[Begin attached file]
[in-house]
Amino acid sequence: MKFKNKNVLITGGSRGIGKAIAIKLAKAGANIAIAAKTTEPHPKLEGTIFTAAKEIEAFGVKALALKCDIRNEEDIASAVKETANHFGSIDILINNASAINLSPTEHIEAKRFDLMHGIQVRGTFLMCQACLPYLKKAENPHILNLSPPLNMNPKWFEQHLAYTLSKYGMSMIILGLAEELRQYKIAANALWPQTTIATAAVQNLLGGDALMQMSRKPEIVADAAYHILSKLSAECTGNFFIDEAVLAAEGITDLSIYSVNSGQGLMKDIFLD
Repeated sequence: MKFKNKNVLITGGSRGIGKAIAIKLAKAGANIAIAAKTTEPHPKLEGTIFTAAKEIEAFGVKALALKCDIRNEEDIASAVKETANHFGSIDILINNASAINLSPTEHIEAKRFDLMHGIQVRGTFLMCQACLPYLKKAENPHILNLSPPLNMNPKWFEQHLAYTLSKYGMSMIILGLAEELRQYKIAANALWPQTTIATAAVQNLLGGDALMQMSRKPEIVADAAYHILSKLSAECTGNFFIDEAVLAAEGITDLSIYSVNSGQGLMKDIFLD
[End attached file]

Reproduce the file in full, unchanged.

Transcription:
[in-house]
Amino acid sequence: MKFKNKNVLITGGSRGIGKAIAIKLAKAGANIAIAAKTTEPHPKLEGTIFTAAKEIEAFGVKALALKCDIRNEEDIASAVKETANHFGSIDILINNASAINLSPTEHIEAKRFDLMHGIQVRGTFLMCQACLPYLKKAENPHILNLSPPLNMNPKWFEQHLAYTLSKYGMSMIILGLAEELRQYKIAANALWPQTTIATAAVQNLLGGDALMQMSRKPEIVADAAYHILSKLSAECTGNFFIDEAVLAAEGITDLSIYSVNSGQGLMKDIFLD
Repeated sequence: MKFKNKNVLITGGSRGIGKAIAIKLAKAGANIAIAAKTTEPHPKLEGTIFTAAKEIEAFGVKALALKCDIRNEEDIASAVKETANHFGSIDILINNASAINLSPTEHIEAKRFDLMHGIQVRGTFLMCQACLPYLKKAENPHILNLSPPLNMNPKWFEQHLAYTLSKYGMSMIILGLAEELRQYKIAANALWPQTTIATAAVQNLLGGDALMQMSRKPEIVADAAYHILSKLSAECTGNFFIDEAVLAAEGITDLSIYSVNSGQGLMKDIFLD